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The lingerie expert driving Myla London

Myla London’s chief operating officer, Leila Habibi, turns to her close knit team when she needs advice and is looking forward to bringing the brand to a larger audience.

Leila habibi myla london

Leila Habibi is the chief operating officer of luxury lingerie label Myla London. Habibi first started working in the world of lingerie in 2003, when she joined Agent Provocateur. She moved to Myla in 2017 to help rebuild and relaunch the label alongside CEO Garry Hogarth, with the aim of tapping into demand for elegant, wearable lingerie and nightwear.

Stockists include Selfridges, Net-a-Porter, Harrods, Matchesfashion and Bergdorf Goodman in the US. The brand opened a flagship store on London’s Brook Street in 2018. Bestsellers from Myla London include the French lace-trimmed Beaty Street bra (pictured above) and embroidered lace Sunbury Street bra.

What’s the first thing you do when you get up in the morning?

Feed the dog, cat, and two children then focus on myself! I always make notes and get everything ready the night before, as mornings tend to be such a rush.

Myla london spring 20 alma

Alma

What was your first job?

I was a product coordinator for [fabric manufacturer] Courtaulds. Within the first six months I had taken over from the account executive managing the menswear account for Marks & Spencer.

How would you describe the brand in one sentence?

Myla is a luxury brand designed for woman who want to wear beautiful product for themselves without feeling restricted and uncomfortable.

What’s your coffee (or tea) order?

Earl grey tea, then mint tea after 12pm!

Where are your favourite places to shop?

For the experience I love Selfridges, Harrods and our boutique in Brook Street London. Online is my daily go-to for convenience and speed.

Last fashion purchase? Why did it catch your eye?

A fabulous long coat from Shrimps. Black faux fur which looks like crushed velvet, trimmed with dramatic cream cuffs and oversized amber sparkly heart buttons!

Myla london floral street

Floral Street

Emails or phone calls?

Both depending on the situation. Phone calls are best for immediacy and people do often respond better to a more personal approach, particularly when you need help. Emails more suitable when you need a more thoughtful, measured response.

Most important lesson you’ve learned during your career?

Be decisive! Indecision can cause many problems. You also need to have self-belief to be able to commit when problem solving.

What would be your ideal office/meeting space?

I’d always choose open plan offices. I love being with the team and don’t like to miss anything. Lots of natural light is important when looking at fabrics and colours. I’d like us all to have enormous desks for laying out swatches and pictures, but it is tricky when office space is so expensive.

What’s your favourite part of the creative process?

The very beginning and the very end! I love looking at fabrics with design and get tremendous satisfaction fitting the final product on our customers and seeing their reaction.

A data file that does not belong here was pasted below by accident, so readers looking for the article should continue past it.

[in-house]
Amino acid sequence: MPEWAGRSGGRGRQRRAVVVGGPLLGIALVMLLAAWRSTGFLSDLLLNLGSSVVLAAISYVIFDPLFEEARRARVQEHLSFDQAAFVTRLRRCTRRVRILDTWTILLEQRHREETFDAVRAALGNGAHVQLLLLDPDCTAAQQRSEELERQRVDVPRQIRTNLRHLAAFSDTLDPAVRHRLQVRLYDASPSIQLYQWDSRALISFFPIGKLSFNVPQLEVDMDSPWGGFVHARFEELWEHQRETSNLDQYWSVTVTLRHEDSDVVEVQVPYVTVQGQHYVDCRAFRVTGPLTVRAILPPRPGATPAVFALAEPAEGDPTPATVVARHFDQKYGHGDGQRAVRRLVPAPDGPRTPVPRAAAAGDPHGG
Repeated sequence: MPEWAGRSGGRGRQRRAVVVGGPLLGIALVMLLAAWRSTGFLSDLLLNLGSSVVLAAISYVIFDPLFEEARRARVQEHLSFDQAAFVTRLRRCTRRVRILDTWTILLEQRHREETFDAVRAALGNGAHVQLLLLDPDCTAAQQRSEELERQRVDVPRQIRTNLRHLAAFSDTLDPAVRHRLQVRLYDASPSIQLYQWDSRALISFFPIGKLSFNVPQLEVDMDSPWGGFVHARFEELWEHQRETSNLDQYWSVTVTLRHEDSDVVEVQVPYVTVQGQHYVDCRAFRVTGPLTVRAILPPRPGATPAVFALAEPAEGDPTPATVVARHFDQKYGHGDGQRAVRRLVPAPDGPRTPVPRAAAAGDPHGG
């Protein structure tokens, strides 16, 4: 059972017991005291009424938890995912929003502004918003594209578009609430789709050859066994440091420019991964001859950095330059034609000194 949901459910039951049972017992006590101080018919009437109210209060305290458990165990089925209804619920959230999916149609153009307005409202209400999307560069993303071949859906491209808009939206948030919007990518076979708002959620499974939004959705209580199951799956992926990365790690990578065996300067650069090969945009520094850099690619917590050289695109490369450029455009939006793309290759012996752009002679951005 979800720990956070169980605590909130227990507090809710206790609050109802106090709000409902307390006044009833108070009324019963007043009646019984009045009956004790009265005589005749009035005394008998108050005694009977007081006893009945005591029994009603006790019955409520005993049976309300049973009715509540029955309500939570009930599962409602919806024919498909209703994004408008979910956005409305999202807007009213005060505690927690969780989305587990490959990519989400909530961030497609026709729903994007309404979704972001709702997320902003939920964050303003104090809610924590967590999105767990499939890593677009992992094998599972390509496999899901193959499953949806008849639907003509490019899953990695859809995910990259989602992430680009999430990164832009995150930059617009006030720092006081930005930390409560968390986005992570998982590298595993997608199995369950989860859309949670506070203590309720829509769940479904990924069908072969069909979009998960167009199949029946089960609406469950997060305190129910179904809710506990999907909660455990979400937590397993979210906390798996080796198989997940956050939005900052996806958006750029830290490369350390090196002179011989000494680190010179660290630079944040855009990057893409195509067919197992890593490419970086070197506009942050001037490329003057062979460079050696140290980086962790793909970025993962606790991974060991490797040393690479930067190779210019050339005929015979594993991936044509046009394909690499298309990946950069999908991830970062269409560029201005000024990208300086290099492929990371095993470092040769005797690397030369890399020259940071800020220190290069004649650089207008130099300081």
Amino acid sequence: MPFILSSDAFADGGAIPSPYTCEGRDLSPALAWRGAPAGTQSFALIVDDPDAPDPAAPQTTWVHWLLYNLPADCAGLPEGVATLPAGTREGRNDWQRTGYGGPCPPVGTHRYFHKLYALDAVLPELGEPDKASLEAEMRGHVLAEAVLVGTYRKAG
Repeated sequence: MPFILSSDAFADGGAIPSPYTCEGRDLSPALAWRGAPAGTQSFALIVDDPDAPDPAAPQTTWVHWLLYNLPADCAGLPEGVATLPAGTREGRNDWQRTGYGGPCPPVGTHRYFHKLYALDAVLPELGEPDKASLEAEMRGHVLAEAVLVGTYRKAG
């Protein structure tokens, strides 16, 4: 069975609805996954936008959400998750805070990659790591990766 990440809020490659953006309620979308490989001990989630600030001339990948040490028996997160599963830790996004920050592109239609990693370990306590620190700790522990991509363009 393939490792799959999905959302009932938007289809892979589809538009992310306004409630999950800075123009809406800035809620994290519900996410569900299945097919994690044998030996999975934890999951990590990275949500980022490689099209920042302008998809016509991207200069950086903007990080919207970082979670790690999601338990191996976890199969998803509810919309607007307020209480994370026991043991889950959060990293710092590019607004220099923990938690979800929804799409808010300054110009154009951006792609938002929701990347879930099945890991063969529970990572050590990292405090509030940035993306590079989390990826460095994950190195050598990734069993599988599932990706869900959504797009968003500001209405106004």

What’s the last book you read?

Shoe Dog, which is a memoir by Phil Knight, the creator of Nike. A brilliant and fascinating read.

Last holiday?

Athens and the Greek islands with my children. We managed to combine culture with total crashing out time.

Who in the fashion/retail industry inspires you?

Diane von Furstenberg is an amazing woman. I have always been a fan of her collections. Her fit and quality are consistent and distinctive. I also love she is doing a new collection with her granddaughter, Talita. I would love to do something my daughter too one day.

What’s the biggest challenge facing fashion today?

Fast, disposable fashion where people are buying more, spending less. I prefer to spend more for a piece that will last and have many great quality, timeless items that still look great. There is starting to be more recognition and appreciation of quality, premium, vintage pieces that have a longer life, but I think it will take time for this to really catch on in today’s economic climate.

One piece of advice would you give your younger self?

Take time to think about responses. In this world of ecommerce and social media, people tend to react instantly, but it is good to take time to think about responses before rushing in. Waiting till the next day can often present more options and solutions when you have time to consider.

Who do you turn to when you need advice?

My family, followed by the rest of the Myla team! We have all been together for a long time and work and travel together, so have plenty of time to share advice.

What would we find you doing at the weekend?

Driving around to sports venues or walking the dog. All about family time.

What are you looking forward to most in the year ahead?

There will be more changes and more opportunities in the year ahead. Personally, my son will be leaving home to embark on his own adventure at university, which is going to be emotional but at the same time hugely exciting as he begins his own career path.

At work we are looking forward to further growth and new partnerships so we can launch the Myla brand to a bigger audience.

 

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